That the measure is largely for propaganda purposes and has little real benefits to offer to anyone is also clear from the Modi Government’s record on the employment front, particularly in public sector employment. Union Budget documents show that about 75,000 jobs were lost in Central Government Establishments (Ministries, Railways, Postal Department, Police, etc.) between 2014 and 2017, and evidence indicates further reduction in 2018. According to the Public Enterprises Survey, in Central Public-Sector Enterprises (PSEs) total employment has shrunk from 16.91 lakhs in 2014 to 14.66 lakhs in 2018—2 lakh 25 thousand jobs have vanished. RBI data shows that in Public Sector Banks, some trend of increase between 2009 and 2015 was reversed and in the next two years some 35,000 jobs were lost. Thus, if the jobs to which reservation could apply are themselves disappearing, how many can get the benefit of any new additional reservation flowing from the Constitutional amendment whose passage by the Lok Sabha was described by Modi as “a landmark moment in our nation’s history”? As regards admissions to higher education institutions, the MHRD and the UGC which have been quick to instruct Central institutions to implement the new reservation policy, have not too long ago also been the chief actors in slashing the number of admissions to the research programmes in these institutions through the imposition of the UGC 2016 Regulations.
That the Modi Government is appealing to upper caste identity rather than economic backwardness is also evident from the criteria by which the economically weaker sections are being defined. Fixing of the level of the annual family income below which one would be deemed to be economically weak and eligible for reservation at Rupees 8 lakh (or almost 67,000 rupees a month) is bizarre given India’s economic realities where more than 95 per cent of the population has a lower income level. The number of individuals declaring an annual income above Rs 8 lakh wouldn’t even number 1 crore in a population of over 130 crores. A significant section of even regularly employed government and public sector employees would be having an annual income below the 8 lakh level. Would the Government be willing to use the same criteria of economic backwardness to identify who should be beneficiaries of ‘targeted’ schemes or use it as a justification for raising MNREGA wages and raising the minimum salary levels of its own employees? Other than in the context of reservation, would the Modi government be even willing to concede that such a large proportion of Indians are economically backward and poor?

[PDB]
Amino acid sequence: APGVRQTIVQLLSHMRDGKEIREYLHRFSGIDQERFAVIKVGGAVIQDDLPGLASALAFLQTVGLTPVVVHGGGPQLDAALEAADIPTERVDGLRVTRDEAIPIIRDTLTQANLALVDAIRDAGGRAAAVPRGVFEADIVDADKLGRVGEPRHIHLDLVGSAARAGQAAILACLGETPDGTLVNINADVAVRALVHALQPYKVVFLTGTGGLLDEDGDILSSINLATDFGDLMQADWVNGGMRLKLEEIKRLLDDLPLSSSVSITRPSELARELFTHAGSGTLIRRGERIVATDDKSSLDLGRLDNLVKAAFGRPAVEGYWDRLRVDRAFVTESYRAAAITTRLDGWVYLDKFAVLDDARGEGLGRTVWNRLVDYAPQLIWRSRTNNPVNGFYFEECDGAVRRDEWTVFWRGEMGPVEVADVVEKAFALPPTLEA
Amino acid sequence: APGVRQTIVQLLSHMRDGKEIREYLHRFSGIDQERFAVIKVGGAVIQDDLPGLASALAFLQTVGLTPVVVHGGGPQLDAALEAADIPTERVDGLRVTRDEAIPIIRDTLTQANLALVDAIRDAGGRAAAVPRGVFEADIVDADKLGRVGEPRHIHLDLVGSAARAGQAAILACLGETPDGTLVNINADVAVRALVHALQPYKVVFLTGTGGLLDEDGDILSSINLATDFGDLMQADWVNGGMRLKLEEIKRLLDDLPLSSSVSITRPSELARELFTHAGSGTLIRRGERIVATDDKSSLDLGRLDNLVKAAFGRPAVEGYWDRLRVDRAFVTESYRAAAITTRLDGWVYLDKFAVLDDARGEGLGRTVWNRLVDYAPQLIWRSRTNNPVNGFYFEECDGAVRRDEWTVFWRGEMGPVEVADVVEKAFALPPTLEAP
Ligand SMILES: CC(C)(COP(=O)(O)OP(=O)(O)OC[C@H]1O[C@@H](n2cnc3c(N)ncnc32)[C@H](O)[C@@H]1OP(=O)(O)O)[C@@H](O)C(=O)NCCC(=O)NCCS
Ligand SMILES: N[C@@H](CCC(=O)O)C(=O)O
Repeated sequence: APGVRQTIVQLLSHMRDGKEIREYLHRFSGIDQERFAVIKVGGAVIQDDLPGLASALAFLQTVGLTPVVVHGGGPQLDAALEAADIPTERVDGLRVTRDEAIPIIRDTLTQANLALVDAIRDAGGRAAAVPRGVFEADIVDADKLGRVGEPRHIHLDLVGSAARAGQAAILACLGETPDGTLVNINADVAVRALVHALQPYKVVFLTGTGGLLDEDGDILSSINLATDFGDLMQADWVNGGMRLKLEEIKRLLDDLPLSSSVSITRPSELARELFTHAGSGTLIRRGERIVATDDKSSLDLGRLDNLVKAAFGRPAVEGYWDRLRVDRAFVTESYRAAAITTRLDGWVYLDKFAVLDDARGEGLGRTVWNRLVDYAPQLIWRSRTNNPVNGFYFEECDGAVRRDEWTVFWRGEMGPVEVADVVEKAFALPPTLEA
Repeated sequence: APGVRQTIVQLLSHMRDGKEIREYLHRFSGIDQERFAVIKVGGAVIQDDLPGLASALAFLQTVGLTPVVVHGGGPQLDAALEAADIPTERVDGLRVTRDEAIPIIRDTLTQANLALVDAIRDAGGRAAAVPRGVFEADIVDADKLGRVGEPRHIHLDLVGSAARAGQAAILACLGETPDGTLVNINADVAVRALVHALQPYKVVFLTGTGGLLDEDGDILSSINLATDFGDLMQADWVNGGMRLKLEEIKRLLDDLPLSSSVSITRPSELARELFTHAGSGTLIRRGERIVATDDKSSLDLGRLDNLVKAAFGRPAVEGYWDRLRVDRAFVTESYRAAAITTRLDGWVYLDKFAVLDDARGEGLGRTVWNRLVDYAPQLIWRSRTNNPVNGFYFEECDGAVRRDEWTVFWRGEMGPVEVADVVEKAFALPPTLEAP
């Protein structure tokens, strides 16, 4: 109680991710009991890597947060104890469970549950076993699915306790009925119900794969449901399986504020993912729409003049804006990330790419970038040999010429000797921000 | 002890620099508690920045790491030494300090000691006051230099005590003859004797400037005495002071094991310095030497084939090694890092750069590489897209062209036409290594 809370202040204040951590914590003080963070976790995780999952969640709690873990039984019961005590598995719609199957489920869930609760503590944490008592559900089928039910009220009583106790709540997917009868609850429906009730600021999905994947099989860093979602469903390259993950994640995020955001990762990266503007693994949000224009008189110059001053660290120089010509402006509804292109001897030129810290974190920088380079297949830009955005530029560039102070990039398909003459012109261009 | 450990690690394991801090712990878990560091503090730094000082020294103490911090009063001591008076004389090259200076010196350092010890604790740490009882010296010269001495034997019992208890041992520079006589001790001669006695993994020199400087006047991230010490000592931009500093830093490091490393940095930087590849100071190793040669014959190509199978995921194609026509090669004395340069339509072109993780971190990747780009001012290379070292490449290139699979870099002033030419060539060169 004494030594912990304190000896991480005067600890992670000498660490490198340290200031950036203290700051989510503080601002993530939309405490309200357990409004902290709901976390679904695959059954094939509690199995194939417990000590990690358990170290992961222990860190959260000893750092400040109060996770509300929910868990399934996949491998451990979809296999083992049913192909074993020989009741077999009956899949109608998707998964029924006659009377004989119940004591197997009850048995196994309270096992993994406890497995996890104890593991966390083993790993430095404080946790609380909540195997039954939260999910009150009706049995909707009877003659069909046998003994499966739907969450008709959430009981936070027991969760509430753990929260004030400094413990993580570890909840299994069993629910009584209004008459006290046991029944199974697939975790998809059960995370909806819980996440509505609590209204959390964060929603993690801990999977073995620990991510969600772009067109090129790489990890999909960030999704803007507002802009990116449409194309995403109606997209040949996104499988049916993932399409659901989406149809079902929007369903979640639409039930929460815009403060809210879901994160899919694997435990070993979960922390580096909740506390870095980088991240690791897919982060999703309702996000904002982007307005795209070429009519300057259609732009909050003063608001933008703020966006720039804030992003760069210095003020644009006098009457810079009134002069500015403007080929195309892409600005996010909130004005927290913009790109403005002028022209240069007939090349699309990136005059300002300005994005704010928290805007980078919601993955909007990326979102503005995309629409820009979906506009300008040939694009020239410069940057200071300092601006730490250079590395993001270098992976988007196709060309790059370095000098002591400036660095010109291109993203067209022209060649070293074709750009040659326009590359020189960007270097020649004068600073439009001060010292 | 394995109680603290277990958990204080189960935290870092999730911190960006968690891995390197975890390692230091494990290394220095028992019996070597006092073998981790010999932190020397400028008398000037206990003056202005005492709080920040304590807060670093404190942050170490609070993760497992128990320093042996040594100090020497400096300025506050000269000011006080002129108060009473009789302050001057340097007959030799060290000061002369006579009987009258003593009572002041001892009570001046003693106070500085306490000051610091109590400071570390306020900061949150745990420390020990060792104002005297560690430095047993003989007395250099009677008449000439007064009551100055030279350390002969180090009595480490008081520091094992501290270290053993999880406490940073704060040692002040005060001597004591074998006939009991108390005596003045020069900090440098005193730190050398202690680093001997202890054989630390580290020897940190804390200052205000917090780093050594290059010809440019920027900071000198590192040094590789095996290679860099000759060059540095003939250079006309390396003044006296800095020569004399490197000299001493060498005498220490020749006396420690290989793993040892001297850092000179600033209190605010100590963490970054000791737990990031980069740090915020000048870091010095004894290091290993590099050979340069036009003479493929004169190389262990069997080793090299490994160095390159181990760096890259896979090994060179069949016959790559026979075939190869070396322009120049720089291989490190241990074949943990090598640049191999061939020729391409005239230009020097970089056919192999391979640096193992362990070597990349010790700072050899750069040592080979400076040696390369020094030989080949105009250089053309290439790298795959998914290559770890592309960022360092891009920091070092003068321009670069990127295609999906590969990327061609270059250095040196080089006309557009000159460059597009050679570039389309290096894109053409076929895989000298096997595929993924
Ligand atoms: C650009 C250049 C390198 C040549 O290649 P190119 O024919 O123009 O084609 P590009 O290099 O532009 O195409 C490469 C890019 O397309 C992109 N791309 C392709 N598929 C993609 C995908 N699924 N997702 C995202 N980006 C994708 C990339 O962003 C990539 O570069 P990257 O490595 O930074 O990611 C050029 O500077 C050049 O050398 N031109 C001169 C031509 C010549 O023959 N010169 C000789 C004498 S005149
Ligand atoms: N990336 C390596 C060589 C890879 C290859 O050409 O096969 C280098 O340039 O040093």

However, while all the above have allowed people to see through the hollowness of this “welfare” measure of the Modi government and to understand its true intent, there are also deeper issues which go beyond these. The policy of reserving 10 per cent of seats/jobs for the economically weaker sections, as is being implemented by the BJP government, in effect is insidiously redefining and perverting the meaning of ‘equality’. This may be the real long-term consequence of the cynical short-term and ill thought out gimmickry of the Modi Government. If it passes judicial scrutiny in its current form, it might mean a more fundamental change to the Constitution.